Dozens take part in Towson cleanup

Participants never know what they will turn up during the community-wide cleanup held in Towson twice a year.

On Saturday, at the Towson American Legion Post 22, the 75 volunteers pulled a circa 1950 Ford V-6 motor from the stream, unearthed a tire graveyard with more than 100 tires, and discovered a makeshift living space with a bed, firepit and chairs in a wooded area behind the building.


The cleanup project at the legion post was one of 27 conducted Oct. 19 throughout Towson and sponsored jointly by the Towson Chamber of Commerce, the Greater Towson Council of Community Associations and Towson University.

More than 200 Towson University students joined at least 40 other volunteers for the Saturday fall cleanup, according to Mike Ertel, vice president of the council.


"We got a lot done," said Ertel, noting this is the sixth year of the event. "You try to get it down to a science, so everything gets done and nothing slips through the cracks. It was very efficient."

The cleanups took place in Towson Estate, Stoneleigh, Knollwood-Donnybrook, Burkleigh Square, Aigburth Manor, West Towson, Idlewylde and downtown Towson. Along with cleaning the grounds and stream bed at the American Legion post, volunteers mulched throughout downtown, did yardwork for elderly and disabled residents, picked up trash and pulled weeds away from signs from Fairmount Avenue by the Beltway to Towson's campus and from Carver School for Arts & Technology to Chesapeake Avenue.

Ertel said there is no cost associated with the event as the chamber pays for the mulch for downtown Towson, the county donates Dumpsters free of charge and the American Legion provides lunch for volunteers.

Ertel said council representatives went to the chamber with the idea for the cleanups and then pulled in Towson University as a third sponsor.

At each project site, volunteers leaders direct the students.

"We really wouldn't be able to do it without the TU students, because they provide the bulk of the manpower," Ertel said.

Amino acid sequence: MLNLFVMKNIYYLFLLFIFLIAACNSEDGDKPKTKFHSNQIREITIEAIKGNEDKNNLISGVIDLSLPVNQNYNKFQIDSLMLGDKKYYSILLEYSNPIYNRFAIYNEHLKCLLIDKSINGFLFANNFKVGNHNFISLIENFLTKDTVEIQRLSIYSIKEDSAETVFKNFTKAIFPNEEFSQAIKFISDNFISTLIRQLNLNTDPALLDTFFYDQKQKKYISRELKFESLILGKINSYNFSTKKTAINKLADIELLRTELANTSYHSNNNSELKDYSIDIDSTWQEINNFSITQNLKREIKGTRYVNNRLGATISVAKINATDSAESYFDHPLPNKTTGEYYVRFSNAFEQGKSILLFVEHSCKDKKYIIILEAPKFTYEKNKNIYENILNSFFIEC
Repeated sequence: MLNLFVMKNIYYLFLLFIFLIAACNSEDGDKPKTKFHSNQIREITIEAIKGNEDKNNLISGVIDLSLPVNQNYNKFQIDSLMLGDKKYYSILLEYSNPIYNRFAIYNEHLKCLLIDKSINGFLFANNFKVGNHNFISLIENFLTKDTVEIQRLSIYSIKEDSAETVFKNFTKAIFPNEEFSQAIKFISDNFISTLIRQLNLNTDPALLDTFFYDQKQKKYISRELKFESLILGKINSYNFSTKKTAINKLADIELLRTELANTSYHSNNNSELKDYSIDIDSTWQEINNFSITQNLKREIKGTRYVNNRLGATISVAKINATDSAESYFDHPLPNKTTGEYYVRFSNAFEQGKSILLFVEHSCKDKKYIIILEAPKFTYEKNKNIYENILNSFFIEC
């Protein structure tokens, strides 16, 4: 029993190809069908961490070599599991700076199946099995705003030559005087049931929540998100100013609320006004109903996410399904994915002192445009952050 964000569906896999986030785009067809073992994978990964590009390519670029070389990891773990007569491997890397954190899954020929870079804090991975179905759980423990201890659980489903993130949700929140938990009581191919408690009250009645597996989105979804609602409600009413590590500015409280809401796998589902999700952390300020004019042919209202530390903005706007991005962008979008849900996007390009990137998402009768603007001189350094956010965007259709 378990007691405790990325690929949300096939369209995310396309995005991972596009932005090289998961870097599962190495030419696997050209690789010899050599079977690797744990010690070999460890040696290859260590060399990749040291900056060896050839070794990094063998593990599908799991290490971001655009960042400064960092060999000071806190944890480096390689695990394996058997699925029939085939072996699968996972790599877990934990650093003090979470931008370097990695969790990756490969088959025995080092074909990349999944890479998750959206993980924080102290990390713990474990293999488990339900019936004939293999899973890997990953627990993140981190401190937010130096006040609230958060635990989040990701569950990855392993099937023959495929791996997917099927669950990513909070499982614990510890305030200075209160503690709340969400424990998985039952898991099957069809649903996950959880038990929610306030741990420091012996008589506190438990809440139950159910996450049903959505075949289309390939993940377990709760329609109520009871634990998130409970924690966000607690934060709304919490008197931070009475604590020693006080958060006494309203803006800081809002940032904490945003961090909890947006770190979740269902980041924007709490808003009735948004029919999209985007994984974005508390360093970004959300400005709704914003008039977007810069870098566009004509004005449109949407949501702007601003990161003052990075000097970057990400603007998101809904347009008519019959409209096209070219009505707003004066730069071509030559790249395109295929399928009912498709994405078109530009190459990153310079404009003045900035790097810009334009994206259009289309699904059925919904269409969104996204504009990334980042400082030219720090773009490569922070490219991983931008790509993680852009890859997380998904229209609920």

He said the cleanup also serves to bring students and community members together to work for a common goal and helps students identify with a particular neighborhood or area.

Mike Parr, of the American Legion, said Saturday's cleanup also helped to develop relationships with students looking to earn community service hours in future projects.


Ertel said he is amazed at the transformation throughout Towson as a result of the cleanup.

"There were five mattresses in the Greene Turtle [Sports Bar & Grille] alley for some reason; it looked horrifying," Ertel said. After it was cleaned up, Ertel said, "This is what the alley should look like."

While Ertel would deem the twice-a-year project successful, he questioned why and how some of the areas, especially in downtown Towson, continue to need to be cleaned year after year.

"Somebody is falling down on the job that we have to put in this much effort in the core twice a year," Ertel said. "If the county and businesses are serious about development in Towson, it's time to take pride to clean up the properties."

For the volunteers, however, the event provides a chance to join others and do something for the good of the community.

"People want to do something to help but they don't always know how to," Ertel said. "They feel empowered."


The next Towson-wide cleanup will take place April 26. To volunteer, contact the Towson Chamber of Commerce at 410-825-1144 or email or go to GTCCA at